Selected Publications

Tweardy DJ, Belmont JW (2009) "Personalizing" academic medicine: opportunities and challenges in implementing genomic profiling. Translational Research 154:288-294.

Prakash SK, LeMaire SA, Guo DC, Russell L, Regalado ES, Golabbakhsh H, Johnson RJ, Safi HJ, Estrera AL, Coselli JS, Bray MS, Leal SM, Milewicz DM, Belmont JW (2010) Rare copy number variants disrupt genes regulating vascular smooth muscle cell adhesion and contractility in sporadic thoracic aortic aneurysms and dissections. American Journal of Human Genetics 87:743-756.

Prakash S, Lemaire SA, Bray M, Milewicz DM, Belmont JW (2010) Large deletions and uniparental disomy detected by SNP arrays in adults with thoracic aortic aneurysms and dissections. American Journal of Medical Genetics Part A 152A:2399-2405.

Brautbar A, LeMaire SA, Franco LM, Coselli JS, Milewicz DM, Belmont JW (2010) FBN1 mutations in patients with descending thoracic aortic dissections. American Journal of Medical Genetics Part A 152A:413-416.

Bucasas KL, Franco LM, Shaw CA, Bray MS, Wells JM, Niño D, Arden N, Quarles JM, Couch RB, Belmont JW (2011) Early patterns of gene expression correlate with the humoral immune response to influenza vaccination in humans. Journal of Infectious Diseases 203:921-929.

Lemaire SA, McDonald ML, Guo DC, Russell L, Miller CC, 3rd, Johnson RJ, Bekheirnia MR, Franco LM, Nguyen M, Pyeritz RE, Bavaria JE, Devereux R, Maslen C, Holmes KW, Eagle K, Body SC, Seidman C, Seidman JG, Isselbacher EM, Bray M, Coselli JS, Estrera AL, Safi HJ, Belmont JW, Leal SM, Milewicz DM (2011) Genome-wide association study identifies a susceptibility locus for thoracic aortic aneurysms and aortic dissections spanning FBN1 at 15q21.1. Nature Genetics 43:996-1000.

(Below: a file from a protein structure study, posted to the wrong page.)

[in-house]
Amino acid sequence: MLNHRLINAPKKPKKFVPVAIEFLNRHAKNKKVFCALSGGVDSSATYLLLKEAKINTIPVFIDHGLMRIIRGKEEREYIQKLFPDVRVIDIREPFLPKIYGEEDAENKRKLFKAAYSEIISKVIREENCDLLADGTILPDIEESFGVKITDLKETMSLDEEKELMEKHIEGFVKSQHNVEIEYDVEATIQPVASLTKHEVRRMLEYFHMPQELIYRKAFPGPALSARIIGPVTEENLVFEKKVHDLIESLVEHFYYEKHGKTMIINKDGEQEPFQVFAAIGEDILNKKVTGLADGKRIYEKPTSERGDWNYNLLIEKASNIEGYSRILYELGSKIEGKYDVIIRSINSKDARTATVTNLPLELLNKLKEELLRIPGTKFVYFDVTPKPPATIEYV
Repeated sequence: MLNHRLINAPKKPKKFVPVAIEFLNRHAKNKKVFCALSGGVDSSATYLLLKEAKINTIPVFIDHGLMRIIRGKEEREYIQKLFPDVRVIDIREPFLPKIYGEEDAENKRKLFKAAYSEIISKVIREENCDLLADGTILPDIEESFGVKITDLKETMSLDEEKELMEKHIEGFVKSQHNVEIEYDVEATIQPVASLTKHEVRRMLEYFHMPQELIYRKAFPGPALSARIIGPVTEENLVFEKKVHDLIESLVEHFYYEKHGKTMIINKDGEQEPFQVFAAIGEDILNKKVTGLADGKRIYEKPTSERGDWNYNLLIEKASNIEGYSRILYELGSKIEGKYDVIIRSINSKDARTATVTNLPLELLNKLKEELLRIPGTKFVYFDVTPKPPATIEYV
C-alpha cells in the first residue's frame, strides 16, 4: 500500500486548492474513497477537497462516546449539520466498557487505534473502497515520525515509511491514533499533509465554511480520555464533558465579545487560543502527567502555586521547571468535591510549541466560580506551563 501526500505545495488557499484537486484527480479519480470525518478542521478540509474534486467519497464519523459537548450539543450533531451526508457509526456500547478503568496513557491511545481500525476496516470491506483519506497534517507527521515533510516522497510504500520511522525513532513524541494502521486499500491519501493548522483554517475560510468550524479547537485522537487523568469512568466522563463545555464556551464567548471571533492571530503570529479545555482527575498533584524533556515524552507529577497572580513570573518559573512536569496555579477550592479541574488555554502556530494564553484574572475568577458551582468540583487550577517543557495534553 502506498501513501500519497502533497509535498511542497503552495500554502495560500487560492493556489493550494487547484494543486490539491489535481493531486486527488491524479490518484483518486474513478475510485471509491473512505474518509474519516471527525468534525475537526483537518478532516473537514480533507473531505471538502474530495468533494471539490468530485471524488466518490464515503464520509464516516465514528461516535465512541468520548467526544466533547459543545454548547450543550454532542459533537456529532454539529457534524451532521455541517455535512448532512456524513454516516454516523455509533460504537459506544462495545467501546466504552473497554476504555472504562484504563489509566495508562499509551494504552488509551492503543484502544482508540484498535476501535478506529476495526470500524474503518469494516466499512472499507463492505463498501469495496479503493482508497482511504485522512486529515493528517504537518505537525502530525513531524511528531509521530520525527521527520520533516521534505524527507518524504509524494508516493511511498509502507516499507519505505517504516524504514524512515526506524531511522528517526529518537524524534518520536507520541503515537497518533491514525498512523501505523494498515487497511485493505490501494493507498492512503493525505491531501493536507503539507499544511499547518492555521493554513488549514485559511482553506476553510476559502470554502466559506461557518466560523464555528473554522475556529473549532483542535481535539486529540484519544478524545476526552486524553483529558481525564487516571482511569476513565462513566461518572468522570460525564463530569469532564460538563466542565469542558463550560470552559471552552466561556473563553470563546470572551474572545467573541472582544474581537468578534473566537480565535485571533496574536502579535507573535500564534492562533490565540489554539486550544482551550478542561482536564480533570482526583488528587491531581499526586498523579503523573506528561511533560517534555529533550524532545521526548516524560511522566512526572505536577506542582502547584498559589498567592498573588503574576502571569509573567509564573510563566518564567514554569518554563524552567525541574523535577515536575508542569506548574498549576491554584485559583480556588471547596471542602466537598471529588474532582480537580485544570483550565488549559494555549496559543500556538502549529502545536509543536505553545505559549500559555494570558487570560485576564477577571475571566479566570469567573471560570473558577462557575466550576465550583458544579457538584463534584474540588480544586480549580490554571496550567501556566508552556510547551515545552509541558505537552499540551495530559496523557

Lupski JR, Belmont JW, Boerwinkle E, Gibbs RA (2011) Clan genomics and the complex architecture of human disease. Cell 147:32-43.

Carvalho CM, Ramocki MB, Pehlivan D, Franco LM, Gonzaga-Jauregui C, Fang P, McCall A, Pivnick EK, Hines-Dowell S, Seaver LH, Friehling L, Lee S, Smith R, Del Gaudio D, Withers M, Liu P, Cheung SW, Belmont JW, Zoghbi HY, Hastings PJ, Lupski JR (2011) Inverted genomic segments and complex triplication rearrangements are mediated by inverted repeats in the human genome. Nature Genetics 43:1074-1081.

Couch RB, Atmar RL, Franco LM, Quarles JM, Niño D, Wells JM, Arden N, Cheung S, Belmont JW (2012) Prior infections with seasonal influenza A/H1N1 virus reduced the illness severity and epidemic intensity of pandemic H1N1 influenza in healthy adults. Clinical Infectious Diseases 54:311-317.

Lalani SR, Shaw C, Wang X, Patel A, Patterson LW, Kolodziejska K, Szafranski P, Ou Z, Tian Q, Kang SH, Jinnah A, Ali S, Malik A, Hixson P, Potocki L, Lupski JR, Stankiewicz P, Bacino CA, Dawson B, Beaudet AL, Boricha FM, Whittaker R, Li C, Ware SM, Cheung SW, Penny DJ, Jefferies JL, Belmont JW (2013) Rare DNA copy number variants in cardiovascular malformations with extracardiac abnormalities. European Journal of Human Genetics 21:173-181.

Contact Information

John W. Belmont, M.D., Ph.D.
Department of Molecular and Human Genetics
Baylor College of Medicine
One Baylor Plaza T828
Houston, Texas 77030, U.S.A.

Tel: (713) 798-4634
Fax: (713) 798-5386
E-mail: jbelmont@bcm.edu